Abraham
Abraham
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Annotation: Presents a tour of the sixteenth president's life from boyhood to presidency.
Genre: Biographies
Catalog Number: #139579
Format: Publisher's Hardcover
No other formats available
Copyright Date: 2017
Edition Date: 2017
Illustrator: Wimmer, Mike,
Pages: 31 pages
Availability: Available
ISBN: 1-442-49319-4
ISBN 13: 978-1-442-49319-3
Dewey: 921
LCCN: 2013015823
Dimensions: 29 cm.
Language: English
Reviews:
ALA Booklist
This picture-book biography unabashedly celebrates the life of Abraham Lincoln. Laudatory in nature, the text consists of conjured first-person narration combined with judiciously chosen quotes (although there are no source notes). Coverage begins with the impoverished childhood of "humble Abraham Lincoln" and goes through his presidency and the North's victory during of the Civil War. Much of the early narration emphasizes Lincoln's passion for reading and self-­improvement; once he begins his public life, the emphasis switches to his desire for equality and the preservation of the Union. Each page of text (simple, declarative sentences in a large font) faces a lush, full-color oil painting. These full-page illustrations provide details and context and help humanize the sometimes dry declarations appearing on corresponding pages. The book aptly concludes with the Gettysburg Address. This tribute would serve as a good introduction to our sixteenth president and help counteract the sensationalism surrounding his assassination. A worthy addition to children's collections, the book's oversize format and vivid illustrations make this a natural choice for February displays and read-alouds.
Horn Book
This picture book biography spans Abraham Lincoln's life, emphasizing his passion for books, learning, and sharing knowledge. The first-person narrative is both an asset (for the strong voice) and a liability (for the potential confusion caused by fictionalizing Lincoln's thoughts yet still using direct quotes). Full-page, earth-toned oil paintings extend the simple text. The Gettysburg Address is appended. Bib.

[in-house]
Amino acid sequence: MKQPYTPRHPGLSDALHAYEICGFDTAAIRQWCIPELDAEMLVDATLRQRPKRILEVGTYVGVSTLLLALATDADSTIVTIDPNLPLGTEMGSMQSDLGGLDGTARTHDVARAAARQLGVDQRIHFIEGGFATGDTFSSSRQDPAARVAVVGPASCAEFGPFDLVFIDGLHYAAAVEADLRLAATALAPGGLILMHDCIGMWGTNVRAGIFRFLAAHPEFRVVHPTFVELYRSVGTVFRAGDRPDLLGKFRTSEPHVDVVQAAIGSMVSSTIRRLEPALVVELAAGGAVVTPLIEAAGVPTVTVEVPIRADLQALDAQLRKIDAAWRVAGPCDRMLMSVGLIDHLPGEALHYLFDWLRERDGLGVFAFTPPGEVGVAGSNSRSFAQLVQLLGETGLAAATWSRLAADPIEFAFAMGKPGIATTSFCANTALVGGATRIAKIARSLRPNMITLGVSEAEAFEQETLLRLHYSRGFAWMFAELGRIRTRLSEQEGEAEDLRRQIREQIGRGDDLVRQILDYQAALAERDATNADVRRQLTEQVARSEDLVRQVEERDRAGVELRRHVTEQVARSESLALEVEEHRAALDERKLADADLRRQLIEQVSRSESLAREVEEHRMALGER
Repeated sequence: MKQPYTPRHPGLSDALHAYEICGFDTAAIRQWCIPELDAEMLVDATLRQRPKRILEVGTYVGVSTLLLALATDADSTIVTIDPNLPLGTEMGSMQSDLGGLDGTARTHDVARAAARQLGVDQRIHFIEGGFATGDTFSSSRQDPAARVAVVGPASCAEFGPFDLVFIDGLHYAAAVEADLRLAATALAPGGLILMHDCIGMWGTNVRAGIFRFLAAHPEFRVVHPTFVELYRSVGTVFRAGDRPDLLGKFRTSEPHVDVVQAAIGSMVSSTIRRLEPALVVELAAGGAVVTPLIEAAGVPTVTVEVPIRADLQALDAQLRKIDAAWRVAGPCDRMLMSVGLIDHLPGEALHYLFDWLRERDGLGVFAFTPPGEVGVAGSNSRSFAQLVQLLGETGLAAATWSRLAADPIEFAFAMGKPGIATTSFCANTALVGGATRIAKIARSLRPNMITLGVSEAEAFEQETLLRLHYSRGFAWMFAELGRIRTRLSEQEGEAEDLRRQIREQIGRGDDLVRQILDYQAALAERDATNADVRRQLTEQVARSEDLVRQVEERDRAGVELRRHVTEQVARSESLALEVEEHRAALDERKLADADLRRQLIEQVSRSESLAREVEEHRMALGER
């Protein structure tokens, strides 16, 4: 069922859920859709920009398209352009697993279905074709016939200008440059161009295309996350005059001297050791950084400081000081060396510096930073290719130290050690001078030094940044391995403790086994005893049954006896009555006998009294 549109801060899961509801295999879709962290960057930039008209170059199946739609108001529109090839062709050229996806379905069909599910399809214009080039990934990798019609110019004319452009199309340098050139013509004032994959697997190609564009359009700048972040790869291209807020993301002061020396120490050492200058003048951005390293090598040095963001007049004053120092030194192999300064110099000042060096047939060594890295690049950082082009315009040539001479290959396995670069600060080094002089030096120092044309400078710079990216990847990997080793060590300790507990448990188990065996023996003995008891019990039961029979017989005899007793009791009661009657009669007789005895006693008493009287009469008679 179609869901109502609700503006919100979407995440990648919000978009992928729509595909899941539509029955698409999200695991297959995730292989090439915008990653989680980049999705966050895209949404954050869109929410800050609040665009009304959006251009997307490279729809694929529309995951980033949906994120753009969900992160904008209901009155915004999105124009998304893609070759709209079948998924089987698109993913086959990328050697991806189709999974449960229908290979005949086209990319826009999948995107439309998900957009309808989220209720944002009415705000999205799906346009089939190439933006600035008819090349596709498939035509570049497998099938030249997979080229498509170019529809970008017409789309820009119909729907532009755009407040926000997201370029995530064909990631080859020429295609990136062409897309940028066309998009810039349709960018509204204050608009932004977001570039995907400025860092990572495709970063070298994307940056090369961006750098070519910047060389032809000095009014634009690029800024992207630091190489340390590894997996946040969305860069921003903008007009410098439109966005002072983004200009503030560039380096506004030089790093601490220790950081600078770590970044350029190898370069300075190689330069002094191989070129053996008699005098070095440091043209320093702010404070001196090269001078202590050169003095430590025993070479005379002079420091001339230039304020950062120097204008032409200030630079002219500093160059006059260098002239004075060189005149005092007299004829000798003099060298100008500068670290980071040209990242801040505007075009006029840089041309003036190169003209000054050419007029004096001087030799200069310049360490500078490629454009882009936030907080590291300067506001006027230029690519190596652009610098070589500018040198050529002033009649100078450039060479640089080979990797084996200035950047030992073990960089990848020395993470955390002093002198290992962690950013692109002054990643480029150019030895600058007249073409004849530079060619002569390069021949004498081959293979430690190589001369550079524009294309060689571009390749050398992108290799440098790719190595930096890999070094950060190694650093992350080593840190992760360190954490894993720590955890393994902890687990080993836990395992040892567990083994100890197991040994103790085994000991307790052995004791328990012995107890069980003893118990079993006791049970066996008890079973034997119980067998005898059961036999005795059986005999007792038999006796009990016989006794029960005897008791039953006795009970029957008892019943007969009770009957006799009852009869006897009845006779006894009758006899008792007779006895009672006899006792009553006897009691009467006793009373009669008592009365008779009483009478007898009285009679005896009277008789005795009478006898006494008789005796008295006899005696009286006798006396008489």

Kirkus Reviews
Following Theodore (2006) and George (2012), Keating adds a new face to the Mount Rushmore series.In a first-person narrative that incorporates many quotations of his own words, the 16th president looks back on his life and accomplishments and presents himself glowingly in the process. He’s Honest Abe, liberator of slaves, savior of the union, protector of the Constitution. There’s no room here for or even a hint at complex issues and moral decisions; the icon is paramount. Wimmer’s oil-on-canvas paintings are the star, with stately full-page images complementing the text, though they too elide complexity. A slave-auction image feels rather like an exercise in illustrating period dress (fashionable white men and auctioneer), with only a dangling shackle to indicate the enslaved human foregrounded but placed discreetly to the side, back to readers. The dramatic Civil War image is reminiscent of Mort Kunstler’s famous war scenes in drama and palette. The narrative and the many quotations are an uneasy mix, the sometimes-stately tone of speech excerpts jarring with Keating’s straightforward narrative voice, and quotations sometimes overwhelm the text. Backmatter includes the text of “The Gettysburg Address” and a brief bibliography of scholarly works but no guide to the many fine works on the subject for young readers. Like the faces on Mount Rushmore, this entry in the series provides a face but falls short on substance. (Picture book/biography. 6-9)